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Academic Coaching & Writing

VIII. Academic Blogging: Choosing the Right Platform

Nov 09, 2013 by Lee Skallerup Bessette

There are an overwhelming number of choices when it comes to blogging platforms, but the first and most important is whether you will use a third-party host for your blog or host it yourself. What does this mean? The most common third-part blogging platforms are Blogger/Blogspot or Wordpress. This means your blog’s website address will look like yourblogname.blogspot.com or yourblogname.wordpress.com, and your blogs will live on their servers. Self-hosting your blog means that you pay for a domain name, server space, and maintain your own blog/webspace yourself, yourblogname.com.

Third-Party Hosting

There are a number of advantages to third-party blog hosting. It’s easy, it’s ready to go, and there is not a very steep learning curve. It’s free, which is also good. But, the various options to track traffic to your blog aren’t terribly robust, and you don’t have a lot of control over your formatting, design, or the host itself. For example, popular blogging platform, Posterous, was bought by Twitter and eventually shut down. Any blog that was hosted by Posterous had to be exported or lost forever.

There are a number of third-part hosts to choose from, and they all have certain advantages and disadvantages. Which host you choose may also depend on the purpose of your blog. For example, Tumblr is a very popular platform for blogs that are more visually oriented or that deal with fandom of all kinds. If these are elements that you are interested in exploring in your blog, Tumblr would be an excellent platform for you.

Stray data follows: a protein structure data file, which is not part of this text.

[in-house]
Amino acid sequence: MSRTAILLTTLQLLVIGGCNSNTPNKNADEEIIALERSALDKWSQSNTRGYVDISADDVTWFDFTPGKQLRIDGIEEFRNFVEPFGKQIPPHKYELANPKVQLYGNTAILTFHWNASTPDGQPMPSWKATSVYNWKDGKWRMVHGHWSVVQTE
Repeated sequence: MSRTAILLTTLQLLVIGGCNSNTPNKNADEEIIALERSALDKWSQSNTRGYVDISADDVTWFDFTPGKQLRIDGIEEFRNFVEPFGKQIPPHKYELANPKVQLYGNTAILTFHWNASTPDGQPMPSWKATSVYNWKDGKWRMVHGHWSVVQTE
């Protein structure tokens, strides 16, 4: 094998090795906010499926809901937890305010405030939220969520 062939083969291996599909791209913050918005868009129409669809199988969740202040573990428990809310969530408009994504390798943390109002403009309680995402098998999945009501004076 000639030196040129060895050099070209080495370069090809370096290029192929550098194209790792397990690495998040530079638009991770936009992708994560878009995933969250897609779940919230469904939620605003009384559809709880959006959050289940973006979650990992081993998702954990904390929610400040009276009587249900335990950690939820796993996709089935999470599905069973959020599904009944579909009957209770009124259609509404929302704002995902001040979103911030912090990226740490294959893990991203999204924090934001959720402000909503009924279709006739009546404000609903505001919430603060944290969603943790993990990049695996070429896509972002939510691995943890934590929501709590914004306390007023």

The best option, to my mind, is to use Wordpress if you want a simple, out-of-the-box, free blog. Wordpress.org is the gold standard for this kind of setup, and they offer specials for educators. They are not-for-profit and open-sourced, which means that all of the code they use in making your blog can be hacked or modified. It also means that there is a large community of bloggers and programmers who work to enhance the Wordpress experience, providing free or low-cost solutions for your work. If you are just interested in an easy-to-publish self-hosted blog space, Wordpress will provide that for you. The analytics they provide (in other words, knowing who is visiting your blog and how they found you) are much more reliable than Blogger’s. They also make exporting your content easy if you choose to later buy your own domain name.


Alternately, you may pay to register your domain name and also pay to have your website/blog hosted somewhere. Registering your domain name and then paying to host your own site does have certain advantages. Google prefers these kinds of setups in their searches. When people google your name, for example, your site/blog will be the first thing that they find. You also have much more control over your site in terms of its content, layout, statistics, analytics, and tools. The drawback, of course, is that this costs money. Also, if you want to have these kinds of high-level controls on what your site looks like and knowing who is visiting, you will need to know basic coding, learn how to do it, or pay someone to help you. How much money your blog/webspace will cost you depends on what web hosting service you choose, as well as your choice or either hiring a developer to help you set up your site or doing it yourself.

Hybridized Hosting

There is a hybrid hosting option, too. You can register your own domain name and then direct traffic to your third-party hosted blog. The blog, Hook and Eye, does this. You type the web address and it directs you to a blogger site. Universities are increasingly offering blogging space on their servers to faculty and students. The blog, Easily Distracted, is an example of that (and you’ll notice that the university is using a Wordpress platform). And finally, professional organizations like the Modern Languages Association are providing blogging space through their new MLA Commons platform.

These are all suggested platforms, options for you to consider for hosting your own blog. One way to decide what is right for you is to browse other people’s blogs and see which ones you like, and then scroll down to the bottom to see who they are using to host their blog. Choose the platform that feels right for you, is at your comfort level, and satisfies your purpose. And then, start blogging!

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